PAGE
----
The use of stories for change narratives by grass-roots organizations is an advocacy strategy that may need to adapt with the increasing numbers of young people on social media given how much power our stories hold to influence perspectives and offer to learn.
With an increasing number of teenage pregnancy across districts in Uganda with many young people speaking up about lack of information as the top list influencer behind these numbers given that in today’s modern society parents are too occupied with jobs to make ends meet leaving no time to have conversations on body autonomy, sexual health, mental health to name a few with their children, this has created gaps that have contributed to the rising number of teenage pregnancies among teenagers ad youths Uganda.
It’s because of these gaps that Winnie Akidi Adile together with her friends founded what only started as a girl online meet up conversation that transformed into an entity dubbed WETALK SERIES UGANDA, a female-led and youth-serving initiative that spearheads digital advocacy using advocacy documentaries, stories for change (storytelling) and sign language to influence and amplify young people’s voices on sexual reproductive health, leadership, and livelihood.
With our approaches we have focused on using basic media resources to convey sexual reproductive health information and mentorship to young people through the existing social media platforms like Facebook, Twitter, YouTube, sign language documentaries, and grass-root community storytelling to convey menstrual health management info to students.
With the passion and zeal to influence and transform fellow young people’s lives, The young people that make up the WEtalk series Uganda team I aid to give back to society resorted to self–funding various activities inclusive of the bi-weekly live conversation’s on myth breaking, girls drive for education, community outreaches and various youth plenary sessions that informed youth participation in various national platform to air out their opinions in joint programs aimed at advocating for inclusive platforms and young people’s health priority given the growing national statistics on teenage pregnancy, rape/ defilement, child marriages and lack of quality service delivery that meets the needs of these teenagers and young people with an aim of telling young people’s stories.
Today the WETALK team is proud to have created a youth safe platform like the “Youth JamUg” monthly meet up that has reached out and empowered over 5000 young people with skills and ability to air out their challenges on sexual reproductive health and leadership, a community girls drive for education front-lining the boy child as ambassadors to speak up and advocate for the girl child wellbeing.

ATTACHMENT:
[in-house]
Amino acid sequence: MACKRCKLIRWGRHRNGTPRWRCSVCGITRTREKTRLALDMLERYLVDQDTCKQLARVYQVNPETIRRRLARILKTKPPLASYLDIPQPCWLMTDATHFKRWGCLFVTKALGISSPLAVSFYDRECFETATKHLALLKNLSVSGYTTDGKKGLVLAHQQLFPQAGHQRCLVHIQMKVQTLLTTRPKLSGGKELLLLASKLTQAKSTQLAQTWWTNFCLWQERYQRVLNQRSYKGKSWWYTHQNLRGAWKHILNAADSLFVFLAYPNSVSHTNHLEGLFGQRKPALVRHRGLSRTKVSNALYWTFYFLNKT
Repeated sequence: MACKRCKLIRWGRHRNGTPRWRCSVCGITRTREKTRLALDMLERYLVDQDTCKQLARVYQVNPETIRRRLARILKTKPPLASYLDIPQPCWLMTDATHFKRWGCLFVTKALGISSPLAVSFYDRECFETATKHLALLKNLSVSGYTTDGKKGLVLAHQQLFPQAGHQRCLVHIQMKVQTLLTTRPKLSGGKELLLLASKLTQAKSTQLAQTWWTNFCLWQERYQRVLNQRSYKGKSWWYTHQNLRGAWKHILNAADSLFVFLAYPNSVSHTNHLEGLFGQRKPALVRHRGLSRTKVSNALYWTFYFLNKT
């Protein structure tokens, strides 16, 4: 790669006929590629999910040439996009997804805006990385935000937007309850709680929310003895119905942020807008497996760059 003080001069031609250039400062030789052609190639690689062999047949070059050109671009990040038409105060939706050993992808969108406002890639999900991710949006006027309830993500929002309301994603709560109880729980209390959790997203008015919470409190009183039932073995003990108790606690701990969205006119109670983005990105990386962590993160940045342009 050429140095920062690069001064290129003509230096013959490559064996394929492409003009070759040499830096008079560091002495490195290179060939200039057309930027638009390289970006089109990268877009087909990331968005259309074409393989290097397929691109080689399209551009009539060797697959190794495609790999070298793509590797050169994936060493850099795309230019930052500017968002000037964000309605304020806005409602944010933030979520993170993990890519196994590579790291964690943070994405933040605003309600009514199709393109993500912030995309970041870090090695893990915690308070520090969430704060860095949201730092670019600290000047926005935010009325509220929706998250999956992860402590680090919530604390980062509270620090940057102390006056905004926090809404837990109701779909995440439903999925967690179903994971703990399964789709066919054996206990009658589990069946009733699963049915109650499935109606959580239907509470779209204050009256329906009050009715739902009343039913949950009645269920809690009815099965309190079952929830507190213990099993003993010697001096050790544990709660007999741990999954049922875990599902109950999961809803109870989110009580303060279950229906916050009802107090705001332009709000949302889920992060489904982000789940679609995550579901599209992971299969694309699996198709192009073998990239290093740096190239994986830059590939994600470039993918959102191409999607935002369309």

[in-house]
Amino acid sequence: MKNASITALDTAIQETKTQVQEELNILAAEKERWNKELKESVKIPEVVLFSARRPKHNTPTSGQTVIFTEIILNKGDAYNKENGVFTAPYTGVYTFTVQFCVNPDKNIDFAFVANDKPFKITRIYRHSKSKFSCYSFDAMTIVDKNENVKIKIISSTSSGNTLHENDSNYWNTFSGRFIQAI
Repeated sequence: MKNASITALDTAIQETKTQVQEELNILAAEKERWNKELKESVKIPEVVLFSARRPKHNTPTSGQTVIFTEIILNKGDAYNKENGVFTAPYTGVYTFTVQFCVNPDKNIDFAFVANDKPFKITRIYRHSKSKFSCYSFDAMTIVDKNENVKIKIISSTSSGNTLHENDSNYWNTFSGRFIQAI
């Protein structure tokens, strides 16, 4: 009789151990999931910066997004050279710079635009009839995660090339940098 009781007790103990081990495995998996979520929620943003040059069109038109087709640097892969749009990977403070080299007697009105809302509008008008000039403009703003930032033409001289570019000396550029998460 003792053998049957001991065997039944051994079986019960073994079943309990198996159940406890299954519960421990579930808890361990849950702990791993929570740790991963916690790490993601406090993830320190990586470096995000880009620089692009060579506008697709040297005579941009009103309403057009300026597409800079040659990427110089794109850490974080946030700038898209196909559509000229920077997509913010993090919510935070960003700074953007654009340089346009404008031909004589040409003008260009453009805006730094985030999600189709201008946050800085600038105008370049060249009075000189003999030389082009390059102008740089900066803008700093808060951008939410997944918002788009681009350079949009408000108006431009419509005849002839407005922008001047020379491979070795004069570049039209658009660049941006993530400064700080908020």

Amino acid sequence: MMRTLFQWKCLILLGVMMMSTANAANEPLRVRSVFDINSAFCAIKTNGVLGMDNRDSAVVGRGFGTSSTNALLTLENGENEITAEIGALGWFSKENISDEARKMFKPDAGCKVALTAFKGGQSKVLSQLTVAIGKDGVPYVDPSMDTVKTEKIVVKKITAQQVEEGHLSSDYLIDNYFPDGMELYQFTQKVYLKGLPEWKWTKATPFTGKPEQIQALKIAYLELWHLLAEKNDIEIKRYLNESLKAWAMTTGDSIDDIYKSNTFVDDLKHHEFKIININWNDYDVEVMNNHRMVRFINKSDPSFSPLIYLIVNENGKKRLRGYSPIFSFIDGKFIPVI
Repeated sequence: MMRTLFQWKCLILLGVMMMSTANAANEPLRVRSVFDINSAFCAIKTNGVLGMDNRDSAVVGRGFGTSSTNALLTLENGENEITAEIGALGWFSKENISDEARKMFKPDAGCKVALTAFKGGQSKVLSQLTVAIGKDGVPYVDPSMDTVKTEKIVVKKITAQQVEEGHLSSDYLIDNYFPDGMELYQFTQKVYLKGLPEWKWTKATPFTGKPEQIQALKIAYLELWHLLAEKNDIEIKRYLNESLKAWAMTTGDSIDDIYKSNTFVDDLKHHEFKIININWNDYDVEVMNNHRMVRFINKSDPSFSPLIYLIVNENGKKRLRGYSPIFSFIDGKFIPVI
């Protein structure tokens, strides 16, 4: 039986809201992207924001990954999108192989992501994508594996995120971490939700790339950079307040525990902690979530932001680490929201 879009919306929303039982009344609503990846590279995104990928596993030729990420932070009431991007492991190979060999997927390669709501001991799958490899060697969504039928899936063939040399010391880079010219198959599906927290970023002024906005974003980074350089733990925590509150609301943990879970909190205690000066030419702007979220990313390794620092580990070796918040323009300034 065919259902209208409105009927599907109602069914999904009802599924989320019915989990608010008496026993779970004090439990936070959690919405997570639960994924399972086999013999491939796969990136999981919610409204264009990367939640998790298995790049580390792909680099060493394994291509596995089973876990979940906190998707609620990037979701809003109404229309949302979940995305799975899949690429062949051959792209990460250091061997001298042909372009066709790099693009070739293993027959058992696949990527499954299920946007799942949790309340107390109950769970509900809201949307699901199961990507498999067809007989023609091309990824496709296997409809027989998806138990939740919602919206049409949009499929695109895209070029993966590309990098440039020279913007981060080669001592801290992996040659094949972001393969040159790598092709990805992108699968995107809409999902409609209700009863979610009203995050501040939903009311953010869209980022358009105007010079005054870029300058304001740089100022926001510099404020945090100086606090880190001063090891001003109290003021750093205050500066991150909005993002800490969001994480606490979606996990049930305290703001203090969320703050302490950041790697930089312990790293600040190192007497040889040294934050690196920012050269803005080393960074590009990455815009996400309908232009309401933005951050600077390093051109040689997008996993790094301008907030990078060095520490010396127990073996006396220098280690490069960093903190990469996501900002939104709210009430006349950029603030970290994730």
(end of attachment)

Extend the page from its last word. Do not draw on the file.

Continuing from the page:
With the youth jam program, we have been able to mentor over 50 young persons with disabilities to become change champions and advocates on ending teenage pregnancy and child marriages among disabled communities.
I used to think advocacy and activism were for only social workers not until I realized the challenges young people as I face in rural communities needed to be aired out and solutions found by us the very same young people facing it. It is at the point of actualization and lied realities at campus finding girls crying in bathrooms after surviving rape or any other youth issues like poverty and mental breakdown, that I realized I needed not to be a social worker to be able to offer a solution but figure out how I was a student of technology could use digital spaces ad platforms to speak up and advocate for the plight of young people on sexual reproductive health focusing on ending rape/defilement, sexual reproductive health, teenage pregnancy and child marriage integrating the aspect of disability inclusion.
Says Winnie Akidi Adile. Founder WETALK SERIES UGANDA
Given the current situations resulting from the global pandemic, with schools having been closed for over 12months, many girls have fallen victims of defilement, rape, and teenage pregnancy during the lockdown with over 3000 girls getting pregnant, and the 2020 police report showing over 14000 girls defiled in 2020 with a breakdown of 120 girls defiled by parents,120 by guardians,125 children with disability, 55 defiled by teachers(students), 52 by teachers(pupils) and 301 by persons living with HIV. These statics leave the plight of the girl child at an edge showing how communities have deemed it unsafe for children to leave in given that some cases are never reported since justice most times isn’t served.
To curb this currently, WEtalk Series Uganda is running a storytelling campaign and school outreach using storytelling to help have the young girls open up ad speak about these issues.
We are happy to continue reaching out and serving our fellow young people because we believe together we can inspire generations by sharing what we know from our different professions and working together using communication fronting digital media and storytelling as the best way to relate information and foster youth development in communities through peer to peer digital approaches.